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A Rescue Mission and an Evacuation Plan: Inside Tulane’s Hectic Preparations for Oklahoma

It is Tuesday at about 9 p.m., and Gabe Delatte is somewhere between Slidell, La., and Hattiesburg, Miss., driving a box truck emblazoned in green up I-59, tired as hell and emotionally spent.

He’s on the back end of a 36-hour rescue mission to deliver both supplies and people from storm-torn New Orleans to Tulane’s new centralized sports hub, Birmingham, Ala.


Delatte, TU’s 30-year-old director of equipment, and a handful of others, arrived in the city 24 hours after Hurricane Ida left it windblown, shell-shocked and completely powerless—a blacked-out minefield of debris. Like the Navy SEALs of college sports, they quietly completed their mission in a few hours. They helped load 60 athletes and staff members, who braved the storm from the city, into two buses and six vans bound for Alabama, and then filled the Green Wave’s equipment truck with necessities—all while working in the dark.

“That was fun,” he says jokingly. “We did what we’d normally do in a week in a day. It’s been rough.”

And now here he is, on the haul back to Birmingham with the most precious of cargo. After all, Tulane’s game against No. 2 Oklahoma on Saturday, relocated from New Orleans to Norman, can’t happen without the products he’s carrying: cleats, extra helmets, face masks and uniforms.

“We’re trying to do what we can for our players, make them feel like it’s a normal week for them,” says Devin Charles-Hubbard, the associate equipment director who’s riding shotgun in the box truck. “A football game might help us feel kind of normal. Sometimes these things can be a relief, a distraction.”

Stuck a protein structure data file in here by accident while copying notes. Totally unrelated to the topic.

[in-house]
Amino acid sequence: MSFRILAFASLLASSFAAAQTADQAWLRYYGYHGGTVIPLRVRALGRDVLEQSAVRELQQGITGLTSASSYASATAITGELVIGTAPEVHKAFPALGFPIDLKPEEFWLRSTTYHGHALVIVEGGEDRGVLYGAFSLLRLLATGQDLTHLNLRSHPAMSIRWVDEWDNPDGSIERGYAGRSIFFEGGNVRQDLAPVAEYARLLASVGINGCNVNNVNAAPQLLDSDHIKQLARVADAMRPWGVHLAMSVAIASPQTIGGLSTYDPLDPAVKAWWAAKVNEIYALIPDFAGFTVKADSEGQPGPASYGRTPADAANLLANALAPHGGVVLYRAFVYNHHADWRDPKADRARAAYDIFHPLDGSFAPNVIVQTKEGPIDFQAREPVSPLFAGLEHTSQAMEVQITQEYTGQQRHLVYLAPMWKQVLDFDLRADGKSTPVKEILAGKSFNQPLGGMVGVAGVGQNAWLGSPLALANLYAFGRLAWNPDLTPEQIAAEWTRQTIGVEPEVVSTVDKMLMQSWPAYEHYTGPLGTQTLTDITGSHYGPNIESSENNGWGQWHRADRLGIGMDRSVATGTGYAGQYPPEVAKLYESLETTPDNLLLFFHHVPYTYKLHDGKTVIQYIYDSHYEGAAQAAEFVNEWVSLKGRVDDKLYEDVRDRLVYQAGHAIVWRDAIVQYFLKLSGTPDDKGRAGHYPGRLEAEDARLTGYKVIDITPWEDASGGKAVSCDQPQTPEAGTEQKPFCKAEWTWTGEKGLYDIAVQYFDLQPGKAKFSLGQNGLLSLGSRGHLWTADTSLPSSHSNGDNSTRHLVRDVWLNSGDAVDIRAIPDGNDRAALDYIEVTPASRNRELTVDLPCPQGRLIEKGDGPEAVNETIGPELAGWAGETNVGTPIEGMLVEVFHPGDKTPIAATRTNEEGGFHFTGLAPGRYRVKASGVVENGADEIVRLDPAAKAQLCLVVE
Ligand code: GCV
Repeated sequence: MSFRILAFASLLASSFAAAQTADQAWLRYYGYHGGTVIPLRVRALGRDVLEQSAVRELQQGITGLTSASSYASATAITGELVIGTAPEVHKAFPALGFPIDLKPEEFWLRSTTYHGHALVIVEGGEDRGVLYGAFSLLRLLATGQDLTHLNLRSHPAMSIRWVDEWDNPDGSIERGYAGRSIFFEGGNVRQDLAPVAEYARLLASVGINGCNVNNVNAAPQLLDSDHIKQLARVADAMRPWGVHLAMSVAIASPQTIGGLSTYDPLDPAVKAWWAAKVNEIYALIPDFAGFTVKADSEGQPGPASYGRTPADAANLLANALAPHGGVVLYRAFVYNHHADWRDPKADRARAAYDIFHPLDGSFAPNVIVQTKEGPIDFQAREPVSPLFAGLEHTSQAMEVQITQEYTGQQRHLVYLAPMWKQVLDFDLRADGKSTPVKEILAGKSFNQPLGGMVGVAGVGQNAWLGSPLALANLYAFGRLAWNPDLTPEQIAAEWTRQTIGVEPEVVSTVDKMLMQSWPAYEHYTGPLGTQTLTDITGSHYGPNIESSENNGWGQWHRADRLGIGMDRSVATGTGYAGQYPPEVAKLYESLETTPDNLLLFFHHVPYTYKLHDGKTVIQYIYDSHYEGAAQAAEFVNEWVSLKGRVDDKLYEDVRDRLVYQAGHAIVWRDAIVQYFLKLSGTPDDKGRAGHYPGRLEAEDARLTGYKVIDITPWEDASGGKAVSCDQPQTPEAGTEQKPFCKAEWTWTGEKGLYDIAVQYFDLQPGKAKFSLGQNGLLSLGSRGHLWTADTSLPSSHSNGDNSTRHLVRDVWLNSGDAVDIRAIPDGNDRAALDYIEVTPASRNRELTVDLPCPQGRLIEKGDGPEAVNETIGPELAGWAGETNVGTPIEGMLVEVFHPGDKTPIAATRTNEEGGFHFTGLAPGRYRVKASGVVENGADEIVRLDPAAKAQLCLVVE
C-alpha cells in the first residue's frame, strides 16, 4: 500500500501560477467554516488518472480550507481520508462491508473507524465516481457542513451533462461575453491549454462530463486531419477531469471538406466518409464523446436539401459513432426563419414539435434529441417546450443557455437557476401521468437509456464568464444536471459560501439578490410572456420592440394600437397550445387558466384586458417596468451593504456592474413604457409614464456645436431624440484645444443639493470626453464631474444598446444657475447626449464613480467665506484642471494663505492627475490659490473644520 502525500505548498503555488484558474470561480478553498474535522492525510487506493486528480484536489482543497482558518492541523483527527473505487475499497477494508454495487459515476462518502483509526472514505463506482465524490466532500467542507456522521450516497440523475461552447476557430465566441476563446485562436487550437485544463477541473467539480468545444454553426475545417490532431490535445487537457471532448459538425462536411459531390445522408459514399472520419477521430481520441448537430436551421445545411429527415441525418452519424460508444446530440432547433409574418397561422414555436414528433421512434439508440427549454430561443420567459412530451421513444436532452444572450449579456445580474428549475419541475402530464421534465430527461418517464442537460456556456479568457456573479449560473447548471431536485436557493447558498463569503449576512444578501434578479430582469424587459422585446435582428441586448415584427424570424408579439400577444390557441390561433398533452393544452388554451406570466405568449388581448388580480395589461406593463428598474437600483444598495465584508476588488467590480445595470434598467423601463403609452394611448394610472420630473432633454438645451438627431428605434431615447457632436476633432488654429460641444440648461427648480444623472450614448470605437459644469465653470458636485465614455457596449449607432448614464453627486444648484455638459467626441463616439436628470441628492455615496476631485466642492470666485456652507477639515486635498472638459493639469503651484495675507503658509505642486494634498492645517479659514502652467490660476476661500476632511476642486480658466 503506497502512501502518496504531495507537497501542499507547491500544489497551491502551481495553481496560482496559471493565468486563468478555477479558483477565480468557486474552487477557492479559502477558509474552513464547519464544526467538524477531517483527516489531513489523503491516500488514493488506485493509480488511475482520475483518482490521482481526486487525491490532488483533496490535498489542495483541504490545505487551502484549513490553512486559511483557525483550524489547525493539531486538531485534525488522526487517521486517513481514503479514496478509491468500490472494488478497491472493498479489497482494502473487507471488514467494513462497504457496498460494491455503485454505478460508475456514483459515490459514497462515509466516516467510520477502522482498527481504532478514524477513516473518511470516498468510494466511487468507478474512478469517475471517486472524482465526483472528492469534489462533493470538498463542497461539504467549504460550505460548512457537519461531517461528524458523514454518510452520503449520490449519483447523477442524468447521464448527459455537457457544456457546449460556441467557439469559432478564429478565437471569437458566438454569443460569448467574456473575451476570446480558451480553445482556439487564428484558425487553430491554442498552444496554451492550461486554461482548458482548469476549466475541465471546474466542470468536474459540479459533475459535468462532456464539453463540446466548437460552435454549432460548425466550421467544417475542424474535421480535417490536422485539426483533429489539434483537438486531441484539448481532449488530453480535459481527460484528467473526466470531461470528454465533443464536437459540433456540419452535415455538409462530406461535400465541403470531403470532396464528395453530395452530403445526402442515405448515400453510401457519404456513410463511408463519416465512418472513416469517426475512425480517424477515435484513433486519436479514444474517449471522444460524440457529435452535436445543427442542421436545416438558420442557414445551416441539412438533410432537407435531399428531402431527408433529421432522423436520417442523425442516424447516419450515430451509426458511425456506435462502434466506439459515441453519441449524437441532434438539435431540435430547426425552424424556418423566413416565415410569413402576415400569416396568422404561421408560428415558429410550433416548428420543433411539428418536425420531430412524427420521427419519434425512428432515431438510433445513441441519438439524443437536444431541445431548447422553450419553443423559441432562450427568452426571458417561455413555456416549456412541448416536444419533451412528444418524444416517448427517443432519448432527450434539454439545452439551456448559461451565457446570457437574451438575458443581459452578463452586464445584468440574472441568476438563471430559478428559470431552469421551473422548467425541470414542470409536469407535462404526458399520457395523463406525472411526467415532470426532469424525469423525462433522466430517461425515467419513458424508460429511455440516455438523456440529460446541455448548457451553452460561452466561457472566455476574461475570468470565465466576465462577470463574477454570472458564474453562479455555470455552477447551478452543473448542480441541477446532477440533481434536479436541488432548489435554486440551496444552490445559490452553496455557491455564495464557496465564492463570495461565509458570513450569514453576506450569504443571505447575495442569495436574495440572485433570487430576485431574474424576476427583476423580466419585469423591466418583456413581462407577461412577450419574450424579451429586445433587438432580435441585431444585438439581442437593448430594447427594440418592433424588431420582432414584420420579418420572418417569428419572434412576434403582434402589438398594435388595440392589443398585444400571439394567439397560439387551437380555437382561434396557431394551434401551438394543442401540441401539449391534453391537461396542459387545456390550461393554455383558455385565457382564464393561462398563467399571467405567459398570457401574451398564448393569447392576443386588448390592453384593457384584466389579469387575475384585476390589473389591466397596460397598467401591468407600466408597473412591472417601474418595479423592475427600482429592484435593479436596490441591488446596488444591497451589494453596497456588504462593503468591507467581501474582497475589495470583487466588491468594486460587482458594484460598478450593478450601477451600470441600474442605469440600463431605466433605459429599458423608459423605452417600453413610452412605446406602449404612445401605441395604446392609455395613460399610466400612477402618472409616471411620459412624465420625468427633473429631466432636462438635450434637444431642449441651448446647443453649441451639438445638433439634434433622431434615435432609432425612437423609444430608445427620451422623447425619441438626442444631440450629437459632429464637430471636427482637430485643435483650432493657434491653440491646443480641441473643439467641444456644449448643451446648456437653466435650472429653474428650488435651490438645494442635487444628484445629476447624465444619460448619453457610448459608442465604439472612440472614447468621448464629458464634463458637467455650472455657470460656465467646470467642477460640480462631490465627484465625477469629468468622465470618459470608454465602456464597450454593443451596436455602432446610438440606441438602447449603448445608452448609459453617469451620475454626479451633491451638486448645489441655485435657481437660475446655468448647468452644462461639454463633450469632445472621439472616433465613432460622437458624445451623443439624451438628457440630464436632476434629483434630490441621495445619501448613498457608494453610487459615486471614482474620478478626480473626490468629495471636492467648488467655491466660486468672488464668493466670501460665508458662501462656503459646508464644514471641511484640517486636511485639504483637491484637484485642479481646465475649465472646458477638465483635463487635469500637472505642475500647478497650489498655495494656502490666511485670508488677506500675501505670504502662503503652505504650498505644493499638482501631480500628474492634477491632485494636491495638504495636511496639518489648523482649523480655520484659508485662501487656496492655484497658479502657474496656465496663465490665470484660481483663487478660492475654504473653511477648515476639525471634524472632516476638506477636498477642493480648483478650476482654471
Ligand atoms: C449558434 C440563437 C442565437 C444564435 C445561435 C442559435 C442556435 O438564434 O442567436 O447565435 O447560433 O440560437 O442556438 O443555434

Sixteen years after Hurricane Katrina sent the school’s football team on a turbulent nomadic journey, the Green Wave are back on the road, another major storm having disrupted life just before the season kicks off.

The football team and some others—around 160 people total—evacuated Saturday to Birmingham, a day before the storm roared ashore, and are using practice facilities both at the University of Alabama and UAB. The school expects at least 100 Tulane athletic folks to join them in what’s becoming the Alabama bureau of the Tulane athletic department. Administrators, coaches and athletes are all operating from and sleeping in the downtown Sheraton, less than a block from the headquarters of the Southeastern Conference.


For a while, as the storm rolled through, there was no communication with anyone in southern Louisiana, as massive cell towers crumbled under winds of more than 100 mph. Tense moments led to restrained joy over the news: New Orleans’s levees held back the sea of water that decimated the city 16 years ago.

Still, there are problems. Ida left one player’s roof in tatters and brought a foot of water into an assistant coach’s home. Many players have friends and extended family members who are stranded in a city without electricity, patching roofs, clearing debris and searching for gasoline, all while suffering through sweltering summer heat with no air conditioning. The heat index eclipsed 100 degrees at least twice this week.

There is no end in sight. Entergy, the power supplier to the area, has estimated that the city could go a month without electricity.

“There’s a lot of weight on everyone’s shoulders of a personal nature right now,” athletic director Troy Dannen says.

Tulane officials expect they’ll remain in Birmingham for at least four to six weeks. The football team is already preparing to host its next few home games at Legion Field.

“It’s a road trip of an extended magnitude,” Dannen says. “Hotel rooms are going to be home for a while.”

Dannen and his staff are operating under a 25-page hurricane evacuation plan that the school has had since Katrina. For at least the last 10 years, in fact, TU has held a contract to occupy the entire Birmingham Sheraton if New Orleans is uninhabitable.

“The hotel has been great,” says deputy athletic director Chris Maitre, who’s been at Tulane since 1996 and has led this evacuation operation. “They are extremely pet-friendly.”